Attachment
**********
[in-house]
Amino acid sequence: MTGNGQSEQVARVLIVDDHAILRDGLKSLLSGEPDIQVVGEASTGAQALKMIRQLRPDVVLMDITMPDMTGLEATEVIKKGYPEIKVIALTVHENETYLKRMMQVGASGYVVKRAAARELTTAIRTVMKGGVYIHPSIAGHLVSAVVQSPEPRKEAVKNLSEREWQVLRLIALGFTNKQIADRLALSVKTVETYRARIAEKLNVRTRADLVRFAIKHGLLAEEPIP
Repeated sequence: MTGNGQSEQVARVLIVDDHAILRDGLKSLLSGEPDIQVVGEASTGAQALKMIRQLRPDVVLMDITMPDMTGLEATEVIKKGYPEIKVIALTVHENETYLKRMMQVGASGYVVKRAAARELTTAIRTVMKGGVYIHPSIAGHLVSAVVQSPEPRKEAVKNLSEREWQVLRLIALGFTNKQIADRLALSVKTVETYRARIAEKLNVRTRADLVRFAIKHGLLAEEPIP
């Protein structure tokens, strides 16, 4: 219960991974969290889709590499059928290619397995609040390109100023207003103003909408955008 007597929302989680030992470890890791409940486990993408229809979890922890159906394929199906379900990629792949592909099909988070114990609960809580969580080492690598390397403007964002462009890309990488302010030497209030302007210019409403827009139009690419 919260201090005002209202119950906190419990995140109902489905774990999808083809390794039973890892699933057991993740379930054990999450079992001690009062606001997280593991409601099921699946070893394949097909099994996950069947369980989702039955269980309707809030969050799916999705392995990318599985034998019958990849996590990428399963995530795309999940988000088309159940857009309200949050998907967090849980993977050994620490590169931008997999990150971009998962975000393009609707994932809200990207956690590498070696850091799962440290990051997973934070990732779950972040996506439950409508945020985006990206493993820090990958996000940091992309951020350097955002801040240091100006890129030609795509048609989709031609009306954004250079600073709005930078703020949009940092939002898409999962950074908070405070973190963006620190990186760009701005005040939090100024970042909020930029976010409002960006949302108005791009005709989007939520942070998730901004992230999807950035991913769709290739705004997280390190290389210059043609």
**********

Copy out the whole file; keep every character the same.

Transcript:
[in-house]
Amino acid sequence: MTGNGQSEQVARVLIVDDHAILRDGLKSLLSGEPDIQVVGEASTGAQALKMIRQLRPDVVLMDITMPDMTGLEATEVIKKGYPEIKVIALTVHENETYLKRMMQVGASGYVVKRAAARELTTAIRTVMKGGVYIHPSIAGHLVSAVVQSPEPRKEAVKNLSEREWQVLRLIALGFTNKQIADRLALSVKTVETYRARIAEKLNVRTRADLVRFAIKHGLLAEEPIP
Repeated sequence: MTGNGQSEQVARVLIVDDHAILRDGLKSLLSGEPDIQVVGEASTGAQALKMIRQLRPDVVLMDITMPDMTGLEATEVIKKGYPEIKVIALTVHENETYLKRMMQVGASGYVVKRAAARELTTAIRTVMKGGVYIHPSIAGHLVSAVVQSPEPRKEAVKNLSEREWQVLRLIALGFTNKQIADRLALSVKTVETYRARIAEKLNVRTRADLVRFAIKHGLLAEEPIP
């Protein structure tokens, strides 16, 4: 219960991974969290889709590499059928290619397995609040390109100023207003103003909408955008 007597929302989680030992470890890791409940486990993408229809979890922890159906394929199906379900990629792949592909099909988070114990609960809580969580080492690598390397403007964002462009890309990488302010030497209030302007210019409403827009139009690419 919260201090005002209202119950906190419990995140109902489905774990999808083809390794039973890892699933057991993740379930054990999450079992001690009062606001997280593991409601099921699946070893394949097909099994996950069947369980989702039955269980309707809030969050799916999705392995990318599985034998019958990849996590990428399963995530795309999940988000088309159940857009309200949050998907967090849980993977050994620490590169931008997999990150971009998962975000393009609707994932809200990207956690590498070696850091799962440290990051997973934070990732779950972040996506439950409508945020985006990206493993820090990958996000940091992309951020350097955002801040240091100006890129030609795509048609989709031609009306954004250079600073709005930078703020949009940092939002898409999962950074908070405070973190963006620190990186760009701005005040939090100024970042909020930029976010409002960006949302108005791009005709989007939520942070998730901004992230999807950035991913769709290739705004997280390190290389210059043609």